Sadly her days were running out for Premier
made many errors, such as taking her off the
Late in 1999 SeaWind Crown was transferred
from her successful Aruba base to
SeaWind Crown’s days were by now rapidly running our
Both the SeaWind Crown and her cruises were
going well and Pullmantur was happy to keep her in operation, when suddenly the
worst possible event for this once great liner could happen. The ships owners
Premier Cruises Inc, in September of 2000 with all of its assets, including all
their ships and the SeaWind Crown, under charter to Pullmantur were seized for
payment of debt. Thus when the SeaWind Crown arrived at
There were all sorts of efforts to save this ship, but being unable for the crew to obtain their back pay from the ship's liquidators, being Price Waterhouse Coopers, the technical operation company, International Shipping Partners, or Pullmantur Cruises, the crew decided to stay on board the ship for almost six months, and it was due to the generosity of various charitable organizations and individuals who not only donated food but sufficient funding for them to eventually go home. Sadly this magnificent ship was tied in “legal red tape,” although she was for sale, there were no buyers, thus the superbly beautiful SeaWind Crown was moved from the World Trade Centre Terminal in Barcelona harbour to a lonely berth near the outer breakwater and was laid up.
It had become obvious as other ex
Premier ships were bound for the breakers, with none having much hope for
salvation (except for the great Dutch liner SS Rotterdam that has been saved
and completely restored and is open today as an hotel in Holland) in March
2002, the SeaWind Crown was officially shut down and became what is know as in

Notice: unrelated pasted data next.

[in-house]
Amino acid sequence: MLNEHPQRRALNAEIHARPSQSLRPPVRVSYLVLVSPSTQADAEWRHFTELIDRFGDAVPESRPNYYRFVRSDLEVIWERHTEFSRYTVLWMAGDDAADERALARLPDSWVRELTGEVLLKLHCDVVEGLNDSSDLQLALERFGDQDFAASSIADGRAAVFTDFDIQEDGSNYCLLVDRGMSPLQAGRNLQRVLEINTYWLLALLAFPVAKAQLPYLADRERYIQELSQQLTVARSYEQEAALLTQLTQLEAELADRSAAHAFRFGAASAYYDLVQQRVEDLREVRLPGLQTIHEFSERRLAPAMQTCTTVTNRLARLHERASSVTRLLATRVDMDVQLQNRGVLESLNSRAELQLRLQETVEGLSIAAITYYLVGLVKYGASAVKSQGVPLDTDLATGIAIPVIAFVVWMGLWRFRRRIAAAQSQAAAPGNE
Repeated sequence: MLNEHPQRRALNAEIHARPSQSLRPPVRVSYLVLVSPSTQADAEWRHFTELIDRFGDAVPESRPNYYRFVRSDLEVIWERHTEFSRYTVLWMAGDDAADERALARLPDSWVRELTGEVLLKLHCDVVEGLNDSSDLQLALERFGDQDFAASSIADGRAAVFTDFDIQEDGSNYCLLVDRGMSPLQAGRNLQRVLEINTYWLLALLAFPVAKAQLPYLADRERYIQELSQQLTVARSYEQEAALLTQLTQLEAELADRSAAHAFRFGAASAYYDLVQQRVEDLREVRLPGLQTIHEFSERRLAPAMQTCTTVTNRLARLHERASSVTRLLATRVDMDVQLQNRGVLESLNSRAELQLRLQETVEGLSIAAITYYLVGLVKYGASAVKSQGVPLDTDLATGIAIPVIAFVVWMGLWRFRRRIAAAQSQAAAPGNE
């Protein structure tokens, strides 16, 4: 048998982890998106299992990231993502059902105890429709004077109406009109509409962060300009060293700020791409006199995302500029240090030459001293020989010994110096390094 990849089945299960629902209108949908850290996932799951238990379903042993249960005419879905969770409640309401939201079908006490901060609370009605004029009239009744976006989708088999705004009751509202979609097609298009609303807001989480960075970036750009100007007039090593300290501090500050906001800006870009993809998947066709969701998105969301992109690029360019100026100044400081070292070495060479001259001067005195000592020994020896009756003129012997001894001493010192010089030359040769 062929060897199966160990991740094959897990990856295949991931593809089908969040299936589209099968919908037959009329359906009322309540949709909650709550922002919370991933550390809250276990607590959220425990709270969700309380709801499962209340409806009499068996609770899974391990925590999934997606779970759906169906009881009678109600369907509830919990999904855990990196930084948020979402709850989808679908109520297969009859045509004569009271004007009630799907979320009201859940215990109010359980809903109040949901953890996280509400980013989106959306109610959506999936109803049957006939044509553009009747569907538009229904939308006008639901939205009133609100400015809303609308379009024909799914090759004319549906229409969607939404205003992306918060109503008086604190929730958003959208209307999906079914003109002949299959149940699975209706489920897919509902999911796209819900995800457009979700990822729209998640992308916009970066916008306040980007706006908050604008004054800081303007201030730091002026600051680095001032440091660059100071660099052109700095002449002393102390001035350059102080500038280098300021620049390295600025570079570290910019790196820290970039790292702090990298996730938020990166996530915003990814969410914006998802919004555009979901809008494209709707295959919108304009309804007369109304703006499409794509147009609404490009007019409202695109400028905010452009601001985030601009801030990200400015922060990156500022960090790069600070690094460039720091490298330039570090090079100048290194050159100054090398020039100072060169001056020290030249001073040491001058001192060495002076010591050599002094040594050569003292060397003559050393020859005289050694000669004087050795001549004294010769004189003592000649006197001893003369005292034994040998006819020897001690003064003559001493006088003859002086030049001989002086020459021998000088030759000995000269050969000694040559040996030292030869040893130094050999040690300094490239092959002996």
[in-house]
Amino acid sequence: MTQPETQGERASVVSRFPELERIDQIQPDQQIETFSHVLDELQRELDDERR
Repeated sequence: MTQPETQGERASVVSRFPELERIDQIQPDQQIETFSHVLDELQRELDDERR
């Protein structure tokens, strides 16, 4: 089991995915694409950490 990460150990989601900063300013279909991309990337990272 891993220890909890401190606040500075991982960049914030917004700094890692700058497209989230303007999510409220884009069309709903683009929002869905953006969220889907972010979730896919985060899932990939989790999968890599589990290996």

“dead ship.” Everything had been secured, such as her funnel having
been covered, and her interiors and other section in “secure mode.”
It had become obvious as other ex Premier ships were bound for the breakers, with none having much hope for salvation (except for the great Dutch liner SS Rotterdam that has been saved and completely restored and is open today as an hotel in Holland) in March 2002, the SeaWind Crown was officially shut down and became what is know as in “dead ship.” Everything had been secured, such as her funnel having been covered, and her interiors and other section in “secure mode.”
This photo was taken in 2002 whilst laid up in
The Barcelona Port Authority now took control
of the ship, and with the berth space needed for an oil tanker facility, they
decided to place the renamed
It would be on
Memories of what was a great liner!
Memories of what was a great liner!
I prefer to remember her as the superb TS
I prefer to remember her as the superb TS Infante DomHenrique
But she also proved to be a beautiful cruise ship!
No matter under which name she may have sailed - She, like so many other fine ships
may now have gone … But she will be never forgotten!
Please Note: A Deck Plan of the TS Infante Don Henrique will come online soon!
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Photographs on ssmaritime and associate pages are by the author or from the author’s private collection. In addition there are some images that have been provided by Shipping Companies and private photographers or collectors. Credit is given to all contributors. However, there are some photographs provided to me without details regarding the photographer/owner concerned. I hereby invite if owners of these images would be so kind to make them-selves known to me (my email address may be found on www.ssmaritime.com only), in order that due credit may be given. I know what it is like, I have seen a multitude of my own photographs on other sites, yet these individuals either refuse to provide credit or remove them when asked, knowing full well that there is no legal comeback when it comes to the net. However, let us show these charlatans up and do the right thing at all times and give credit where credit is due!
This notice covers all pages, although, and I have done my best to ensure that all photographs are duly credited and that this notice is displaced on each page, that is, when a page is updated!